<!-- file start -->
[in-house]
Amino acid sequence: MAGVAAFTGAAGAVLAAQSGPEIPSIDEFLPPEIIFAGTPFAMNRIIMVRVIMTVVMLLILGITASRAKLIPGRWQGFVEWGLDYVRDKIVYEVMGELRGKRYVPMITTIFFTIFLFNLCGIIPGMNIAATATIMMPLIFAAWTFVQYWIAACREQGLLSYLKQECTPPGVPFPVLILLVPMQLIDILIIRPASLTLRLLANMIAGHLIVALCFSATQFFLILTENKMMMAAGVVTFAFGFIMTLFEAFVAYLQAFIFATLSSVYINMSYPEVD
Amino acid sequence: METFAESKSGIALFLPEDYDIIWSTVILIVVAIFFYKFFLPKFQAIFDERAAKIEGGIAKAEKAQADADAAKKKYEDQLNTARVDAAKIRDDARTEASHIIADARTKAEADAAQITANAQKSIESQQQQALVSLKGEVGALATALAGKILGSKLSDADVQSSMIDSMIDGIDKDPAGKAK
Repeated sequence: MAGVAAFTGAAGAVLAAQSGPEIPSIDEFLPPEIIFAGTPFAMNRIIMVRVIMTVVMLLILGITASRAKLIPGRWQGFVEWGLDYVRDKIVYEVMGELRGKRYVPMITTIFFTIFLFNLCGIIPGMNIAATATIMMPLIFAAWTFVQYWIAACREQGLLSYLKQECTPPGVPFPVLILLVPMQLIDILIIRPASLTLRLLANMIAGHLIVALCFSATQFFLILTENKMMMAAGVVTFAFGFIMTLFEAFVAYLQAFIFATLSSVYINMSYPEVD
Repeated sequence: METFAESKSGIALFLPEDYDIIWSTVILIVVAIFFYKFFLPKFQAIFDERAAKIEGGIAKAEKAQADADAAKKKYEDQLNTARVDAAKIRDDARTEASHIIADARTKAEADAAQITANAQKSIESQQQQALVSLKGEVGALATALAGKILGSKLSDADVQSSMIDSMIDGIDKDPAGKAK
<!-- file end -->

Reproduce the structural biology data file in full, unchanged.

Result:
[in-house]
Amino acid sequence: MAGVAAFTGAAGAVLAAQSGPEIPSIDEFLPPEIIFAGTPFAMNRIIMVRVIMTVVMLLILGITASRAKLIPGRWQGFVEWGLDYVRDKIVYEVMGELRGKRYVPMITTIFFTIFLFNLCGIIPGMNIAATATIMMPLIFAAWTFVQYWIAACREQGLLSYLKQECTPPGVPFPVLILLVPMQLIDILIIRPASLTLRLLANMIAGHLIVALCFSATQFFLILTENKMMMAAGVVTFAFGFIMTLFEAFVAYLQAFIFATLSSVYINMSYPEVD
Amino acid sequence: METFAESKSGIALFLPEDYDIIWSTVILIVVAIFFYKFFLPKFQAIFDERAAKIEGGIAKAEKAQADADAAKKKYEDQLNTARVDAAKIRDDARTEASHIIADARTKAEADAAQITANAQKSIESQQQQALVSLKGEVGALATALAGKILGSKLSDADVQSSMIDSMIDGIDKDPAGKAK
Repeated sequence: MAGVAAFTGAAGAVLAAQSGPEIPSIDEFLPPEIIFAGTPFAMNRIIMVRVIMTVVMLLILGITASRAKLIPGRWQGFVEWGLDYVRDKIVYEVMGELRGKRYVPMITTIFFTIFLFNLCGIIPGMNIAATATIMMPLIFAAWTFVQYWIAACREQGLLSYLKQECTPPGVPFPVLILLVPMQLIDILIIRPASLTLRLLANMIAGHLIVALCFSATQFFLILTENKMMMAAGVVTFAFGFIMTLFEAFVAYLQAFIFATLSSVYINMSYPEVD
Repeated sequence: METFAESKSGIALFLPEDYDIIWSTVILIVVAIFFYKFFLPKFQAIFDERAAKIEGGIAKAEKAQADADAAKKKYEDQLNTARVDAAKIRDDARTEASHIIADARTKAEADAAQITANAQKSIESQQQQALVSLKGEVGALATALAGKILGSKLSDADVQSSMIDSMIDGIDKDPAGKAK